Utah Open Lands reaches deal to protect 19 acres in Park City
Utah Open Lands said on Monday it has reached a $6 million agreement to protect 19 acres on the edge of Thaynes Canyon from development and must raise the funds to finalize the deal by the middle of December.
The agreement involves land known as the Snow Ranch Pastures. It is off Thaynes Canyon Drive and Three Kings Drive close to the Park City Golf Club. The not-for-profit Utah Open Lands would secure an instrument known as a conservation easement if the funding is raised. The landowner — two branches of the Armstrong family — would retain the acreage but would agree to forego the development rights under a conservation easement.
A Utah Open Lands statement says the current zoning on the land allows three lots on each acre. The location “between the hillside slope to the west and golf course to the east and proximity to utility connections, makes it a prime candidate for all kinds of development,” the statement says, describing that, if the deal is not finalized, “there will be a huge loss of wildlife, agriculture and scenic views.”
The statement says the branches of the Armstrong family as well as Utah Open Lands desire the land remain available for agricultural uses. They want to retain the scenic views and intend to protect habitat for wildlife. It says sandhill cranes and an elk herd have been seen on the land. The acreage offers views toward Park City Mountain Resort.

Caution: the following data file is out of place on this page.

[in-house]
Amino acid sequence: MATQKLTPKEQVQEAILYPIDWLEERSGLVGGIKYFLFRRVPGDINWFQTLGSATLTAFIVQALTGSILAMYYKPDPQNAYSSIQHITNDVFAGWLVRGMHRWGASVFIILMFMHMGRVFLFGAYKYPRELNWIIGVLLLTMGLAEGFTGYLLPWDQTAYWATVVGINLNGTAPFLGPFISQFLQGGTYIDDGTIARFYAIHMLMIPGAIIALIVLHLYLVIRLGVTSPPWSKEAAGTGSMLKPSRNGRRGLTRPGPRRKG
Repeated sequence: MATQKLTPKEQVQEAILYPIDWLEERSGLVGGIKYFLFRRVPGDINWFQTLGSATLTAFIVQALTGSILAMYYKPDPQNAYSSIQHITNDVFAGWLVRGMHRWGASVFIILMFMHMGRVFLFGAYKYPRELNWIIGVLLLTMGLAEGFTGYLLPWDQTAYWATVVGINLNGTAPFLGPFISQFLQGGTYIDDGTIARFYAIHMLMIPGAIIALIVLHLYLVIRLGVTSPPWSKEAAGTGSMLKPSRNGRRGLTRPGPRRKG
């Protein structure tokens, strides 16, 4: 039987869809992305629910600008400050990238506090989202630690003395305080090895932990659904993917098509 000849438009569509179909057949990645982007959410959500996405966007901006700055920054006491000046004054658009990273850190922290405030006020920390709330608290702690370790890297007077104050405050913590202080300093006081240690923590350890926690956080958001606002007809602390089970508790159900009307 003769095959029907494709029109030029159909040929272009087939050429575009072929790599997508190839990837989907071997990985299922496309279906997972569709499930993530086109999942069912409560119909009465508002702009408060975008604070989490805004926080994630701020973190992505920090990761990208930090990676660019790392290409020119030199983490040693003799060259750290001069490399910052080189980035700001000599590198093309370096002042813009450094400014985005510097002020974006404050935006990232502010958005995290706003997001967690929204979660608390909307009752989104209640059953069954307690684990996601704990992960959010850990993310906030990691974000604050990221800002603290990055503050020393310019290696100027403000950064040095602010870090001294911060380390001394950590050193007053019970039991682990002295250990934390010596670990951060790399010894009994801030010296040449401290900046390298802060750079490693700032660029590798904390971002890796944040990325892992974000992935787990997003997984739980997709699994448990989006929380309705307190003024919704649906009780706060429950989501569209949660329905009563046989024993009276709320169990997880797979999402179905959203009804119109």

“Now the question is cows and sandhill cranes or a large development and the added traffic congestion. The pastures are one of the last pieces of unprotected agricultural ground in the limits of Park City,” the statement says.
It has been rare in recent years for a conservation deal within the Park City limits to involve such a large parcel. There have been few pieces of ground covering 19 acres come available in conservation deals inside Park City as the price of land soared in the years since City Hall acquired some of its large, crucial tracts in conservation deals.
“If this were about the money we wouldn’t be talking to Utah Open Lands. We would be talking to developers,” Dustin Christianson, who is the son of one of the landowners, Herb Armstrong, said in the statement.
The $6 million must be raised by Dec. 15, and Utah Open Lands plans a campaign to attempt to cover the price tag.
The timing of the Snow Ranch Pastures deal coincides with City Hall’s efforts to preserve the Treasure land on a hillside overlooking Old Town in a $64 million acquisition. The Treasure deal will require voter approval of a ballot measure in November that is expected to be pegged at $50.7 million.
The Snow Ranch Pastures fundraising is also timed a year after a major effort was made to bring in the necessary monies to finalize City Hall’s $38 million acquisition of Bonanza Flat. Park City voters authorized a $25 million ballot measure for Bonanza Flat, and the fundraising efforts covered the remaining $13 million.
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A group of people that appeared to largely represent Park City’s development and real estate industries joined family members of the late United Park City Mines President Hank Rothwell on Wednesday as a road was named in his honor. It was a tribute to a key figure in the great growth battles of the 1990s.